Thursday, December 16, 2010

Happiness and Happenstance

”Twas the night before Christmas, and all through the house, Not a creature was stirring, not even a mouse.” We have a new mouse around here. A wireless, computer mouse that my son gave me for a Christmas present, along with a laptop cover. My built-in “mouse”--a little pad with right and left clicks below the keyboard--was getting a little difficult, sticking unpredictably and trying my patience. I attempted to use the new one yesterday after repeated taps were futile in clicking the old one.

My grandson had explained the use of it thoroughly, but that was a few days ago. Somehow it seemed counter-intuitive, like trying to do hair while looking at the back of your head in a mirror. When I wanted the arrow to go up, it went down. When I tried to make it go left, it went right. I accidentally dropped the mouse and the bottom came off. Putting it back on, I saw that I had been holding the mouse backward! Turned around, it fit my palm and worked properly, the right and left click right where they were supposed to be, and the little roller easily accessible to scroll up or down.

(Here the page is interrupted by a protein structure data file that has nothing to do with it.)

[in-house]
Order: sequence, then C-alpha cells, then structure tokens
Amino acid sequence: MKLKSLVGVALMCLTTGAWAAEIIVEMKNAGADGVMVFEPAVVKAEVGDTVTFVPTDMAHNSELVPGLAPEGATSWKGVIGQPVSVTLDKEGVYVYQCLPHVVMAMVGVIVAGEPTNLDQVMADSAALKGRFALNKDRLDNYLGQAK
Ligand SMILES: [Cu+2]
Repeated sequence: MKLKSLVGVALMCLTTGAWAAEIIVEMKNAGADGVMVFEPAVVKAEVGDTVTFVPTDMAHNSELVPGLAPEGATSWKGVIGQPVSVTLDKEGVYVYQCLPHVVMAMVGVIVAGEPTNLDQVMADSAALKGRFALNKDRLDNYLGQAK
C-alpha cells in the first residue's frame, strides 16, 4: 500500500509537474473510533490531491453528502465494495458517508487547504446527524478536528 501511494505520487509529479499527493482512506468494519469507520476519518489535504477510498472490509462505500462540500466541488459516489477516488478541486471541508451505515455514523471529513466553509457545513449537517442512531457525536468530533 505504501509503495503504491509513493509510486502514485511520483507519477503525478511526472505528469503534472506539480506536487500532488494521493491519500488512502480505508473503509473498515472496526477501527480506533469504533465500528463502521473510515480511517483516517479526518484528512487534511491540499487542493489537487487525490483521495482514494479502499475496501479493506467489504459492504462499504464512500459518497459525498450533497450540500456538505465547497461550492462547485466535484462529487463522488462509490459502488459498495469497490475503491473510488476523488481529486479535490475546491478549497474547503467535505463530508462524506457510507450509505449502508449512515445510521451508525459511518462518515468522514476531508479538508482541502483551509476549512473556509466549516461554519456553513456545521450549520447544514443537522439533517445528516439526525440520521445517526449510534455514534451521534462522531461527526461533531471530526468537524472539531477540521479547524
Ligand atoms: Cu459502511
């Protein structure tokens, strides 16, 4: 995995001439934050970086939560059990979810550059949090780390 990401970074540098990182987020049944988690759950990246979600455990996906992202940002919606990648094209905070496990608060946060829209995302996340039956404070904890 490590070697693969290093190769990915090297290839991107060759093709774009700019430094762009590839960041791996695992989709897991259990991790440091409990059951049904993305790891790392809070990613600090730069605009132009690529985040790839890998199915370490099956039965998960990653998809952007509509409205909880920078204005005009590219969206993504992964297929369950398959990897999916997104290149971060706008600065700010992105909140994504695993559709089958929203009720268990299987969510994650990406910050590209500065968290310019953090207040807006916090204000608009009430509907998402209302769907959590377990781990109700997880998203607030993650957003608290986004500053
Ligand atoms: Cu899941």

Last night at church we filled shoeboxes chock full of small gifts for underprivileged children. One of the workers made Mexican hot chocolate to refresh us. I asked what Mexican hot chocolate was, and they said it contained cinnamon. It was very good, but I could not taste the cinnamon. “Can you smell?” someone asked me. “No,” I said, “that’s the reason I can’t taste!” They said it smelled wonderful, but it was lost on me. I only knew it was hot and sweet.

Tonight we went to see the Christmas lights in a special display out by the lake called “The Festival of Angels.” Besides angels, there is a bonanza of scenarios and vignettes simulating action by the timed sequence of the lights outlining the electrified figures. Gingerbread men run away, jump into a pond, and frolic on a jungle gym. Horses trotted in front of a covered wagon, its wheels turning without ever going anywhere. We watched as penguins hurried up a snowy slope, but we gave up on them sliding down the other side, as it seemed some of the bulbs were not coming on, rendering them invisible.